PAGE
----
Humans have been tinkering with the genes of plants and animals through selective breeding for millennia. But the ability to change our own DNA is something very new.
The gene-editing tool CRISPR offers the promise of correcting genetic typos that cause a range of diseases. The documentary Human Nature — which opened in select U.S. cities on March 13, with more to follow — introduces viewers to the technology. Graphics, archival footage and beautiful imagery help explain how scientists took a DNA-cutting enzyme and its guide molecule, which form the basis of bacterial immune systems, and transformed them into CRISPR/Cas9, often just called CRISPR. Pioneers of the technology, including Jennifer Doudna, Feng Zhang, George Church and Emmanuelle Charpentier, recount serendipitous discoveries and hard-won insights in the tale of CRISPR’s development over several decades.
At the heart of the film is an ethical discussion of whether to allow scientists to use CRISPR to make changes in eggs, sperm or embryos that could be inherited by future generations. In one scene, Russian President Vladimir Putin tells a group of young people that using CRISPR to make designer people could be more dangerous than the nuclear bomb. In a counterpoint, bioethicist Alta Charo of the University of Wisconsin Law School in Madison says such fears may be overblown.
The film is wide-ranging, but with a few glaring omissions. Most notably, in 2018, Chinese researcher Jiankui He announced that human babies had been born from CRISPR-edited embryos (SN: 12/22/18 & 1/5/19, p. 20). That announcement touched off a firestorm of controversy and debates among scientists about whether a self-imposed moratorium on heritable editing should be enacted. In December 2019, He was sentenced to three years in prison for forging documents to make it look as if he had approval from an ethics review board to do the work. The film’s only reference to the event is a title card at the end that briefly lays out what happened and states, “It marked the first time in history that humans edited the genetic code of a future generation. This controversial experiment has intensified the global debate about where we, as a species, should draw the line.”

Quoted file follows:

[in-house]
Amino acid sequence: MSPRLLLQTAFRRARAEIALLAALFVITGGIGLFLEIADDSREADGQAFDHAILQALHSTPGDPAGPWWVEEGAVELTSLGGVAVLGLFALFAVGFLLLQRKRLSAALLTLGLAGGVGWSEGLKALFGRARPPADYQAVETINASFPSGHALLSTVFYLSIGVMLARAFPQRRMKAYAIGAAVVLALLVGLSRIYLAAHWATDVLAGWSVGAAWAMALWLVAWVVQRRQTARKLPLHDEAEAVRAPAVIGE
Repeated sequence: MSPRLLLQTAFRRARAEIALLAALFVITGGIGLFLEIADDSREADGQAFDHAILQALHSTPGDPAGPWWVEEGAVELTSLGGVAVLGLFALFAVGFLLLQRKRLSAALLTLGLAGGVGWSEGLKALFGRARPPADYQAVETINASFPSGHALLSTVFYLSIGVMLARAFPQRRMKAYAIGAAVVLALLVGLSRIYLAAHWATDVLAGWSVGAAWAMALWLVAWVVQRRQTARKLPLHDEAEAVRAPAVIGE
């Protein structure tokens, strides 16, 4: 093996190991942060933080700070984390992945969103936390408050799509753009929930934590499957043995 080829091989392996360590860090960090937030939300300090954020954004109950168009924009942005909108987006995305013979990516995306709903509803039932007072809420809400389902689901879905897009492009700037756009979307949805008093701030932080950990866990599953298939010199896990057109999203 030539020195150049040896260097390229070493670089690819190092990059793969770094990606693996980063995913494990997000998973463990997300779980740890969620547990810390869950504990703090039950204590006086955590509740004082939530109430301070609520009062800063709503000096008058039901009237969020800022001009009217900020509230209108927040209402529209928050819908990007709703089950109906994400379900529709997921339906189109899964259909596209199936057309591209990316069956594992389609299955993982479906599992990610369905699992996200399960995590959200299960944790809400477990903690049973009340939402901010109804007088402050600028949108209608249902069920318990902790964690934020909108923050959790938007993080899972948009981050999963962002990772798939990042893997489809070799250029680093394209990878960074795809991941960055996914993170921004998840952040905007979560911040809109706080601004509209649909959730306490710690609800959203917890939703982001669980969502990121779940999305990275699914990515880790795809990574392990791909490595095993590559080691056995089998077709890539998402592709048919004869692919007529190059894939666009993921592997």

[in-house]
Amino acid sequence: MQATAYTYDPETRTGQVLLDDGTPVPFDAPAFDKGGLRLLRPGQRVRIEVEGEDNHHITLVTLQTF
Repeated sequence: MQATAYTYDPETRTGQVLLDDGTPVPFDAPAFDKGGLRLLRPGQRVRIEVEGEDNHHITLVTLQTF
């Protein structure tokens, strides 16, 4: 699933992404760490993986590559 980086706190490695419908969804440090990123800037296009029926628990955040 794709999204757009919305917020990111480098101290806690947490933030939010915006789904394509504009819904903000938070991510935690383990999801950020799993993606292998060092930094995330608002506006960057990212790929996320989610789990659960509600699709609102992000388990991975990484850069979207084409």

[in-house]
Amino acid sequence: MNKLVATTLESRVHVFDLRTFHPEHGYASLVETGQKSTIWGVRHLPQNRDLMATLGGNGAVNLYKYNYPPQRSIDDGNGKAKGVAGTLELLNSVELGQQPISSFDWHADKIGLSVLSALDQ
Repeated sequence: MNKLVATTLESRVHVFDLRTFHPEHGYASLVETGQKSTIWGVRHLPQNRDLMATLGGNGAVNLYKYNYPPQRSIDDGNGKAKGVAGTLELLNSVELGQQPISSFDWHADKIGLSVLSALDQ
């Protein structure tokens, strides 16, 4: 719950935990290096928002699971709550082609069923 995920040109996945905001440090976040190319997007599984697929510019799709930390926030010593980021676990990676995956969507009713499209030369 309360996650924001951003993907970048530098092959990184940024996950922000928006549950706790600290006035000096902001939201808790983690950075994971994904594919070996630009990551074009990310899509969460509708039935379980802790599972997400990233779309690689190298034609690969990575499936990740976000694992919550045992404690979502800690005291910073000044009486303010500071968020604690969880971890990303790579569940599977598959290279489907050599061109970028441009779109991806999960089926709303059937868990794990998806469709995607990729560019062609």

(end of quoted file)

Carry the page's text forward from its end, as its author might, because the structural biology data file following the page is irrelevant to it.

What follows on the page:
He’s announcement came as filming for Human Nature was wrapping up. It was too late “to add anything substantive” that would capture all the nuances of the case, says the film’s director, Adam Bolt. The Chinese researcher’s medical ethics violations might also have detracted from the film’s exploration of whether to allow heritable editing in general, Bolt says. “We really wanted to make this film about the larger debate of ‘should we do this.’ ”
The film also glosses over some potential environmental impacts. The idea of bringing back extinct animals (complete with a clip from Jurassic Park) is discussed. But the concept of gene drives, which has more immediate implications, is overlooked. Scientists envision using gene drives — a self-replicating, cut-and-paste version of CRISPR — to eliminate malaria-carrying mosquitoes or remove invasive species, for example. But by introducing harmful genes into wild organisms, gene drives have the potential to send entire species to extinction (SN: 10/27/18, p. 6). Granted, gene drives are hard to explain, but they deserve a mention.
Overall, Human Nature gets the science right, but its explanation of how CRISPR works is incomplete and may be misleading. The film shows an application of CRISPR that involves cutting out DNA containing a mutation and then pasting in a healthy copy of the gene. CRISPR theoretically could work that way, but in practice scientists have had trouble with this method. Instead, when CRISPR makes a cut, the ends of the cut DNA strands usually are haphazardly glued back together, making a mutation that can break a gene. That may not sound useful, but it is the basis for some possible treatments for genetic diseases (SN: 8/31/19, p. 6).
Human Nature is a good introduction for those wondering what the fuss over CRISPR is about. No film can capture the full breadth of the tool’s reach. But by avoiding CRISPR babies, gene drives or even some of the challenges of treating diseases, the film paints a rosier picture than is warranted. Those topics deserve a sequel.